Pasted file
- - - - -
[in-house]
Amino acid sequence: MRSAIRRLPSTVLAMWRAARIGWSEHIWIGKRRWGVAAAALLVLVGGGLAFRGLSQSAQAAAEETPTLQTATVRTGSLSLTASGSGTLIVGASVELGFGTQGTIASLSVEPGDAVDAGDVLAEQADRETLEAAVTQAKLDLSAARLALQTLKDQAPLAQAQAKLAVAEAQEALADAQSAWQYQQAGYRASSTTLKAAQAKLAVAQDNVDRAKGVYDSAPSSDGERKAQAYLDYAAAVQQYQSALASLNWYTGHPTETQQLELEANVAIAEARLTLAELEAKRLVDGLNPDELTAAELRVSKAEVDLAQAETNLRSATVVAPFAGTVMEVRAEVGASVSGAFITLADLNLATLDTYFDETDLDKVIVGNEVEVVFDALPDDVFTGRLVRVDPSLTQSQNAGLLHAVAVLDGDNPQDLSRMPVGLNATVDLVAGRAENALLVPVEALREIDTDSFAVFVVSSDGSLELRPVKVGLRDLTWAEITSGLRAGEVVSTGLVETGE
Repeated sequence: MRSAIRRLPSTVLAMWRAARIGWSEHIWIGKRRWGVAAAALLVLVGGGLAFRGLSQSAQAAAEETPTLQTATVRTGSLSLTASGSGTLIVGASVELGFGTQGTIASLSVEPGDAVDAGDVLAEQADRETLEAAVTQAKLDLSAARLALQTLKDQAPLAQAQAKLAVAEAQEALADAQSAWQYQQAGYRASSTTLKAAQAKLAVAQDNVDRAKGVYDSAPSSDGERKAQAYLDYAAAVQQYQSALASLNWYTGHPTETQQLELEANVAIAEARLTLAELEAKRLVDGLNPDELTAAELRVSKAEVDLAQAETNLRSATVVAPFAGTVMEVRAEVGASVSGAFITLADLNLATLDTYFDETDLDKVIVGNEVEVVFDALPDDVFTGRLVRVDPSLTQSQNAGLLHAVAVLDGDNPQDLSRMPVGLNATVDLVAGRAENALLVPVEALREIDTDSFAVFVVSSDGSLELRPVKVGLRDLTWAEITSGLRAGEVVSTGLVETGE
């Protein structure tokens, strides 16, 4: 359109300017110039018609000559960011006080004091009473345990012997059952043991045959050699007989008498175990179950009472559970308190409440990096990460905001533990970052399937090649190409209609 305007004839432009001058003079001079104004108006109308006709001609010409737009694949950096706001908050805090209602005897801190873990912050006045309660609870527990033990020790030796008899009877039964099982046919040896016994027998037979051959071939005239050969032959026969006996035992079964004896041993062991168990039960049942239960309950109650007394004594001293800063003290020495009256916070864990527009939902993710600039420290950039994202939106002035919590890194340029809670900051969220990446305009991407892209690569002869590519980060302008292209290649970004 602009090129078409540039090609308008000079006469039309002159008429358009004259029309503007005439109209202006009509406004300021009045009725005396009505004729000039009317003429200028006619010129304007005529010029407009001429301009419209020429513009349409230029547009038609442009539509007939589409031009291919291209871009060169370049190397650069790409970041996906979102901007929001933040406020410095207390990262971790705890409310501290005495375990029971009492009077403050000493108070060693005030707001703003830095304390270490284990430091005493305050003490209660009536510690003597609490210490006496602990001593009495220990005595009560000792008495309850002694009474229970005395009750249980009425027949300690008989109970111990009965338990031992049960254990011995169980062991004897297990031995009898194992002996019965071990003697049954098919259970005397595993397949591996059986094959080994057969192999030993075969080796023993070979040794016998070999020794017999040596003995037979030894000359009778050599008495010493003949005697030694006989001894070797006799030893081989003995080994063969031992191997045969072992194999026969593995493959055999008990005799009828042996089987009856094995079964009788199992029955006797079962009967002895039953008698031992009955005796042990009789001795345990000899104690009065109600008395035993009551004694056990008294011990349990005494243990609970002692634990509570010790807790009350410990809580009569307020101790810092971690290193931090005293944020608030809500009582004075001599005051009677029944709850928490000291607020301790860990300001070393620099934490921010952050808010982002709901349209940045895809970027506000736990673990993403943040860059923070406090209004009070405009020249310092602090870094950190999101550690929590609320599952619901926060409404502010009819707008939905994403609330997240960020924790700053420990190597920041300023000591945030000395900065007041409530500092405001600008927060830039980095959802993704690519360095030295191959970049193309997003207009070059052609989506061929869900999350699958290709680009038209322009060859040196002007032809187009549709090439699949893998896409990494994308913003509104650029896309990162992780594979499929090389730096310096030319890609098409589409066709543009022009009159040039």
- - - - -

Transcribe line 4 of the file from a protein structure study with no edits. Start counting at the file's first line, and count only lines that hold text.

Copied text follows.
């Protein structure tokens, strides 16, 4: 359109300017110039018609000559960011006080004091009473345990012997059952043991045959050699007989008498175990179950009472559970308190409440990096990460905001533990970052399937090649190409209609 305007004839432009001058003079001079104004108006109308006709001609010409737009694949950096706001908050805090209602005897801190873990912050006045309660609870527990033990020790030796008899009877039964099982046919040896016994027998037979051959071939005239050969032959026969006996035992079964004896041993062991168990039960049942239960309950109650007394004594001293800063003290020495009256916070864990527009939902993710600039420290950039994202939106002035919590890194340029809670900051969220990446305009991407892209690569002869590519980060302008292209290649970004 602009090129078409540039090609308008000079006469039309002159008429358009004259029309503007005439109209202006009509406004300021009045009725005396009505004729000039009317003429200028006619010129304007005529010029407009001429301009419209020429513009349409230029547009038609442009539509007939589409031009291919291209871009060169370049190397650069790409970041996906979102901007929001933040406020410095207390990262971790705890409310501290005495375990029971009492009077403050000493108070060693005030707001703003830095304390270490284990430091005493305050003490209660009536510690003597609490210490006496602990001593009495220990005595009560000792008495309850002694009474229970005395009750249980009425027949300690008989109970111990009965338990031992049960254990011995169980062991004897297990031995009898194992002996019965071990003697049954098919259970005397595993397949591996059986094959080994057969192999030993075969080796023993070979040794016998070999020794017999040596003995037979030894000359009778050599008495010493003949005697030694006989001894070797006799030893081989003995080994063969031992191997045969072992194999026969593995493959055999008990005799009828042996089987009856094995079964009788199992029955006797079962009967002895039953008698031992009955005796042990009789001795345990000899104690009065109600008395035993009551004694056990008294011990349990005494243990609970002692634990509570010790807790009350410990809580009569307020101790810092971690290193931090005293944020608030809500009582004075001599005051009677029944709850928490000291607020301790860990300001070393620099934490921010952050808010982002709901349209940045895809970027506000736990673990993403943040860059923070406090209004009070405009020249310092602090870094950190999101550690929590609320599952619901926060409404502010009819707008939905994403609330997240960020924790700053420990190597920041300023000591945030000395900065007041409530500092405001600008927060830039980095959802993704690519360095030295191959970049193309997003207009070059052609989506061929869900999350699958290709680009038209322009060859040196002007032809187009549709090439699949893998896409990494994308913003509104650029896309990162992780594979499929090389730096310096030319890609098409589409066709543009022009009159040039």